When a legal case settles for a large sum of money, a structured settlement may be used so that it may be paid over time instead of a lump sum. This device is often used in personal injury and workers’ compensation cases. A defendant (or its insurance carrier) purchases one or more annuities to guarantee future payments to the injured person. Alternatively, the defendant may delegate its obligation to a third party who in turn purchases an annuity and makes payments directly to the plaintiff.
Considerations for the Creation of a Structured Settlement
Based upon the parties’ needs and requirements, almost any payment schedule can be devised. For example, a settlement could be paid in monthly or annual installments, in equal amounts or varying amounts, or payments could be made in periodic lump sums.
A person entering a structured settlement should take into consideration the fact that he may have specialized long-term needs such as the need for medical equipment or the modification of an automobile to accommodate a physical disability. Money may also be needed to try medical treatments that develop in the future.
Other factors that should be considered are the date upon which payment begins, the plaintiffs’ current age and life expectancy, the plaintiff’s monthly expenses, and retirement plans.
Generally speaking, structured settlements are not subject to taxation. If payments are made to an estate, estate taxes, but not income taxes, apply. Federal and state laws control the structured settlements closing process. Federal law requires a court order to be entered so that tax liability is not incurred. Thirty six states have laws regulating the manner in which this court order must be obtained.
Once a payment schedule is decided, it should remain unchanged to avoid the imposition of tax liability.
Advantages to a Structured Settlement
One of the primary advantages is that a structured settlement ensures that a person does not have access to all of the settlement funds at once. Another significant advantage is that of tax liability avoidance. A minor child may benefit from a structured settlement that provides for certain expenses during childhood and for later college educational expenses.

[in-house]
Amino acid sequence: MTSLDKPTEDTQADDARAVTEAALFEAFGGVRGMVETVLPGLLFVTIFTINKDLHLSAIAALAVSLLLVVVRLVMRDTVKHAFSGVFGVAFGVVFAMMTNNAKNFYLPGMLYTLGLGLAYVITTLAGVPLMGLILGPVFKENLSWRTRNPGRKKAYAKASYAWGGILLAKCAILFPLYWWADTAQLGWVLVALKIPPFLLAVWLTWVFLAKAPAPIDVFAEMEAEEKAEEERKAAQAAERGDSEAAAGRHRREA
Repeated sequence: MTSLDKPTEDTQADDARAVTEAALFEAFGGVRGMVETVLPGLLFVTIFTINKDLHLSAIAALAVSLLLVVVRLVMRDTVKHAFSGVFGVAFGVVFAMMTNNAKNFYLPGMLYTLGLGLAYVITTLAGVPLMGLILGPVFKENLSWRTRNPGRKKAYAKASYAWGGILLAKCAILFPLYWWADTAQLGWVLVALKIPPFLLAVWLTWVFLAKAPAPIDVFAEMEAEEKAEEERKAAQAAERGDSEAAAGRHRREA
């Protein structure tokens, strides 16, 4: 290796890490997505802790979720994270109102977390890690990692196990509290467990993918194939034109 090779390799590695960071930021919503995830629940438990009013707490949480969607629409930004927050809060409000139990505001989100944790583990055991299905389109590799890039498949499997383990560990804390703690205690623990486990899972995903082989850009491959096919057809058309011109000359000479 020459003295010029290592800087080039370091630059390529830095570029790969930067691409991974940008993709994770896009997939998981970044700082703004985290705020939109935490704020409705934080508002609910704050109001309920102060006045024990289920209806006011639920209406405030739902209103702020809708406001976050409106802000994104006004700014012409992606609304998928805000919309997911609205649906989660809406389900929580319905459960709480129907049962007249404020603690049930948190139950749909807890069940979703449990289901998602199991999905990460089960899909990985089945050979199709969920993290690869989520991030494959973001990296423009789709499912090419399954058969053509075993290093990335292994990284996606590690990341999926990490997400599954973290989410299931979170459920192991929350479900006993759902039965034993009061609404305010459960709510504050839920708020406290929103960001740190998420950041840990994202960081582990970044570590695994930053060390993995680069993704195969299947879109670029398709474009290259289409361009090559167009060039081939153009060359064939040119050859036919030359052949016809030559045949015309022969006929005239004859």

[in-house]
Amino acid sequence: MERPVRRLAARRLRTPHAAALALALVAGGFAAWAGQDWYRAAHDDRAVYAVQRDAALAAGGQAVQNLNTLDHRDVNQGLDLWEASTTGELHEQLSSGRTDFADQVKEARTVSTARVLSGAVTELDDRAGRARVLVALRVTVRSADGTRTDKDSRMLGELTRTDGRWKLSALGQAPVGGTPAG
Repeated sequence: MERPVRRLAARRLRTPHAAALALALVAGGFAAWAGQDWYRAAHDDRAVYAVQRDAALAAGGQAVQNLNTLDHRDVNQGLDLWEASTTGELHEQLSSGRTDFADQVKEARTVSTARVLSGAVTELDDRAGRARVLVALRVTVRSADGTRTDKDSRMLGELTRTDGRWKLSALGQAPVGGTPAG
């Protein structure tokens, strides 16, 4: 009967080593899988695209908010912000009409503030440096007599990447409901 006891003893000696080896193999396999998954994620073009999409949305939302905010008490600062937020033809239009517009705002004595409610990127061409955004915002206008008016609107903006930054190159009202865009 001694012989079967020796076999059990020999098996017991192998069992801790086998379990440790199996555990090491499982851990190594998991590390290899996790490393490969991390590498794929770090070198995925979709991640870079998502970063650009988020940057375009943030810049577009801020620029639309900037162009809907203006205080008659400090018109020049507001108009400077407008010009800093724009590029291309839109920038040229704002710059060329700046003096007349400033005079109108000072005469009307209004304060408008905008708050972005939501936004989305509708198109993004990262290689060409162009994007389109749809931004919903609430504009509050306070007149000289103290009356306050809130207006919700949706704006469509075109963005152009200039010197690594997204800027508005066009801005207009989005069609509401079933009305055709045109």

As well, it might be beneficial for a settlement to be structured in such a way as to provide periodic payments and lump-sum payments for immediate medical expenses and medical equipment needs.
Disadvantages to a Structured Settlement
A potential disadvantage is that some people who wish to make a substantial purchase such as a home are unable to do so while only receiving periodic payments. If a person maintains a large degree of control over the annuity, the IRS may impose tax consequences. Another disadvantage is that future inflation and economic conditions could shrink a structured settlement’s overall “value.”
A plaintiff should consider having annuities purchased from one or more insurers in the event that an insurer becomes insolvent. Some states have special funds set up to protect individuals in the event of insolvency.
Selling a Settlement
Some individuals dislike receiving periodic payments and choose to sell their settlement to a company for a lump sum buyout. Two-thirds of the states have laws regulating the manner in which settlements are purchased. Some states require a court to approve a structured settlement buyout before the buyout can occur.
A structured settlement is a device used to pay a legal settlement over time. It is commonly used for personal injury and workers’ compensation cases. A structured settlement has distinct advantages and disadvantages that must be considered before entering such a settlement.